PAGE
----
0 1960-1979 1940-1959 before 1940 Exterior 1960-1979 1940-1959 before 1940 60 70 73 55 82 83 41 59 60 42 76 79 28 44 57 31 69 69 7 20 50 12 46 66 644 .2 >2.11: Amount of Lead on Children’s Hands Mean/Median range comments 20-436 ug/hand near a smelter 2400 ug/g 650-4100 ug/g used sticky tape 12-43 ug/child city schools 5 ug/towel <5-20 ug/towel suburbs 20 ug/towel <5-15 ug/towel city 49 ug/sample High blood lead group 21 ug/sample Low blood lead group USA.9 20.2 22.7 20-29 51.Tables G: Dispersion and Risk Assessment .7 >70 56.12: Blood Lead concentration in towns with Pottery works in Mexico µg/100 mL Lead Glaze producing town Non-lead glaze workers Age 0-9 81 19.8 21.6 19. Belgium 5-142 ug/hand Location Belgium Connectict London Rochester Table G.8 50-59 57.3 40-49 56.2 60-69 69 13.8 20.0 >1.13 Percentage of homes Paint lead concentration (mg/cm2) >0.7 >1.5 Location Interior G.5 10-19 48.3 30-39 52.2 23.Table G.

5-10.75 Slag 25 fine ash 22.6 15 corrugated board 3.6 Leather/rubber 3..8 Sewage Sludge 10.8 4. mg/L 1500 140 Sulfide.5 51.5 aluminum 1.7 Textiles 2 1. mg/ 6.1 1.5 Table H.2 41.4 0.6 2.9 10.2 0.8 Fine glass.8 12.4 Total 1012 lbs/year Table H.76-5.2 0.6-53.6 Medical Waste 4. Vol.7 5. grit.3 Lead.Tables H . 58. 1993.5-24.2: US Production of Waste 1991 Million tons/year Material Municipal Solid Waste 180 Industrial Hazardous Waste 250 Organic Waste 3.0 Wood 4.Table H.4-15. Feb. mg/L Not Detectable 0.7 Yard 17.8 Not Detectable 645 .5 30 Plastics 5.1: Allowed Metal Content in Sewage Sludges USEPA Regulatory Limit (1993) Federal Register.75 Zinc & copper 0. dirt 10 iron metals 7.4: Lead Speciation Under Anaerobic Conditions (Landfilling) Acid Phase Methane Phase Sulfate. Ceiling Limits to land apply Concentration limit to land apply monthly average concentration Annual Loading rate Cumulative loading 840 mg/dry kg 300 mg/dry kg 15 kg/ha-yr 300 kg/ha Table H.3: Common Components of Municipal Wastes Bache Bagghi Sullivan and Makar Law and Gordon Weight% Weight% Weight% Recoverable Weight % Material paper 50. 32.Waste Disposal .4 Glass 6.3 4. 19.2 Food 16.

H.5 Magnesium 18.Table H.6 Source: Nakamura et.6 3.Tables H .6 Sulfur 3. 516. Env.6 2.4 Iron 40.47±0.7 15. 822 Triplesuperphosphate 8.223±0.8 g/kg Calcium 91.1 2.5 121. Qual.4 16.5: Energy of Different Waste Streams GigaJoule/Ton %National Need Material Coal 26-29 Industrial Waste 16 2-3 European Community MSW (Municipal Solid Waste) 10 5.4±0. 23.1 kg/t 0.Waste Disposal .17 mg/mL _ 0. 509-517. 646 .2kg/t 35±7.3 ceiling conditions mg/kg EPA (1993)mg/kg Barium 1736 Boron _ 42 Cadmium 85 128 Chromium 3000 1888 Copper 4300 3846 Lead 850 710 Manganese _ 2353 Molybdenum 75 45 Nickel 420 530 Zinc 7500 7213 source: Bierman et al. 16.3 g/kg 145.6 Metals in Chicago Sewage Ash Elements Sewage-sludge incinerator ash acid digestable (nitric-perchloric acid) Aluminum 63.4 38. 1994.6 Phosphorus 74 Potassium 4.6 ND mg/kg ND 44 7 78 7 39 294 ND 29 79 Material Bottom ash Electrostatically Precipitated ash Ash quenching water Scrubber water Exhaust gas Total amount g/t Table.3 mg/m3N % 59.7: Total Ash Produced 108 ±25.014 m3/t _ 7480±965m3N/t Incinerator output of Lead 666±336 mg/kg 1320±449 mg/kg 1. 1996. Netherlands 5-10 Germany Scrap Tires 32 Dry Sewage ~32 Total Waste 10 England Table H. Waste Management. J.7 213. Al.8 Sodium 2.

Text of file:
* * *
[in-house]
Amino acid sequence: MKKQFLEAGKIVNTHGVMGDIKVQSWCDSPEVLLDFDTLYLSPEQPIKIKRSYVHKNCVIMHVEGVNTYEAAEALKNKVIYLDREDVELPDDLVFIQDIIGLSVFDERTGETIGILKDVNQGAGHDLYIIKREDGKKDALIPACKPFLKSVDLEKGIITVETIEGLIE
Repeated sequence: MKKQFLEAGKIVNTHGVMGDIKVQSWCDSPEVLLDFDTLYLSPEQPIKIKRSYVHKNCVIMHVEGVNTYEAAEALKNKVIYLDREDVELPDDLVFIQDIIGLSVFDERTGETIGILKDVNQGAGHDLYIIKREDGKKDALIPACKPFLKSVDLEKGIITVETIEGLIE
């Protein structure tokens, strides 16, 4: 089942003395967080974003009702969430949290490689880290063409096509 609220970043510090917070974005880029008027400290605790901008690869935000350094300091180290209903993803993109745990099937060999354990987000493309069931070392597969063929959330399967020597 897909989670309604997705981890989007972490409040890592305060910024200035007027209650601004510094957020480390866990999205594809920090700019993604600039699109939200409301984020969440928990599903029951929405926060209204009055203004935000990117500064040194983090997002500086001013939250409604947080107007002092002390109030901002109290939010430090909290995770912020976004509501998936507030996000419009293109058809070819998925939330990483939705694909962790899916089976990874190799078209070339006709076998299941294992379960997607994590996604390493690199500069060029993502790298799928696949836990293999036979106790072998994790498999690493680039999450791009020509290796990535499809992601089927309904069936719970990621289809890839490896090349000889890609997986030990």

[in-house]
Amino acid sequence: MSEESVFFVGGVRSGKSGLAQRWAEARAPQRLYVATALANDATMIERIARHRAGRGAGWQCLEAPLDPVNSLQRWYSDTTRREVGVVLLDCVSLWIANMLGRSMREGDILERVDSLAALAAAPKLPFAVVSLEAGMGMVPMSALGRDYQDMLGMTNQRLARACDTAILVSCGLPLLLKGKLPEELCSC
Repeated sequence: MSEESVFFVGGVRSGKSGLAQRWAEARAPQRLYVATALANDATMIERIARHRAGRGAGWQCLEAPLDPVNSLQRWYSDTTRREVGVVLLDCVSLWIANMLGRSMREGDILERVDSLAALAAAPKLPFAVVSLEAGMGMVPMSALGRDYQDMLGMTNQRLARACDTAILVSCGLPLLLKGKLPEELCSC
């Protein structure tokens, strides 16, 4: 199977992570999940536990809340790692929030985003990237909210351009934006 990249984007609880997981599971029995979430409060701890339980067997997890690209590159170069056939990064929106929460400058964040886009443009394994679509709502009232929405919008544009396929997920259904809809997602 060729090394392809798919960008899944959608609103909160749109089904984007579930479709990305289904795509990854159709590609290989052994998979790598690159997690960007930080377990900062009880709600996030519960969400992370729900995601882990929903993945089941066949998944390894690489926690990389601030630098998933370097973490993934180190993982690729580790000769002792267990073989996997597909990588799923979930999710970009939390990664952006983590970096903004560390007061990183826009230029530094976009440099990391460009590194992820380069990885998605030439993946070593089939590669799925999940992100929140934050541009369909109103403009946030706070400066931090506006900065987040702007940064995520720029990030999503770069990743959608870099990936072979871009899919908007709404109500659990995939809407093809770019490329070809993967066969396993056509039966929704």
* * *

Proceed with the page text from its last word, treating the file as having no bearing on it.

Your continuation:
Table H.8: Distribution of Lead in Incinerator Ashes Law and Gordon Davison Reimann Brunner Material Bottom Ash 110 0.89 g/kg Fly Ash 140 3870 7% 25g/kg Scrubbed Ash 370 8450 93% 6.2 g/kg emitted particles 620 <1% 1.4g/m3 Table H.9 Lead Leaching From Incinerator Ash mg Pb/L Time 1 min 13 30 min 13 5h 15 9h 17 24 h 7 48h 8 source Belevi, Waste Management Research: 1992, 10, 153-167.

Table H.10: Silica Terminology Kg, cal Term NMR Mineral Heat of Formation Nesosilicate Olivine 18,852 Silanetriol Q1 Sorosilicate Melilite 21,511 Singe Chain pyroxenes Diopside Cyclosilicate Beryl, Tourmaline Silanediol Q2 Inosilicate Amphibole Hornblende 27,290 Silanol Q3 Phyllosilicate Sheet Kaolin 29,981 Tectosilicate Quartz 37,320 Siloxanes Q4 Table H.11: Reactions and Solubilities of Silicates and Alumintes LogK Reaction SiO2(amorphous) + 2H2O X H4SiO4 -2.7 -3.7 SiO2(quartz) + 2H2O X Si(OH)4 -9.46 Si(OH)4 X SiO(OH)3- + H+ -9.4 Al2Si2O5(OH)4(kaolinite) + 5H2O X Al2O3@3H2P(gibbsite) + 2H4SiO4 -34 ½ Al2O3@3H2O X Al3+ + 3OH -38.7 ½ Al2Si2O5(OH)4 + 1/2H2O + OH- X H4SiO4 + 3OH-

647 - Tables H - Waste Disposal

Mineral Alite β-Belite Aluminate Ferrite Lime Gypsum

Table H.12: Cement Clinker Composition Chemical Name Chem. Comp. Clinker Acronym tricalcium silicate Ca3SiO4 C3S C2S dicalcium silicate Ca2SiO4 C3A tricalcium aluminate Ca3Al2O6 tetracalcium aluminoferrite C4AF calcium oxide CaO CaO calcium sulfate CaSO4

Wt% 50-70 15-30 5-10 5-15 1

Table H.13: Some Minerals Found in Set Cement Density g/cm3 Mineral Name Chemical Forumula Tobermoite Ca5Si6O17@5H2O 2.42 2.32 Jennite Na2Ca5(SiO3)3Si2O7(OH)6@3H2O 1.77 Ettringite [Ca3(Al(OH)6@12H2O]2(SO4)3@2H2O

648 - Tables H - Waste Disposal

Table I.1: Imports of Lead Pigment to U.S. Haynes, Vol. 1 White Short Ton Year 1821 1831 1841 1851 1857 1858 977,323 1861 1,467,949 1872 7.033,499 1881 1,048,622 1891 628,414 1901 379,388 1911 659,915 Haynes, Vol. 1, p. 413 $ Red Short Ton $ Total Short Ton 3,978,649 111,178 532,122 1,105,852 1,793,377 $ 6,762 31,617 52,631 113,075

58,774 93,036 415,589 59,082 43,041 21,993 38,878

808,528 736,423 1,295,616 212,423 519,613 524,935 1,035,254

50,652 41,518 78,411 10,009 20,950 23,933 40,225

Table I.2: Production in the U.S. (Haynes, American Chemical Industry, Vol. 1, p. 406) White Lead Zinc Oxide Short tons $ Short tons $ Year 1810 369 1830 3,000 1840 5,000 1850 9,000 $5,242,213 1860 15,000 $5,380,347 226,860 1870 35,000 1880 61,739 $8,770,699 10,061 766,337 1890 8,824 695,920 1900 58,051 $4,211,181 1910 43,617 $3,921,803

649 - Tables I - Industrial Production of Lead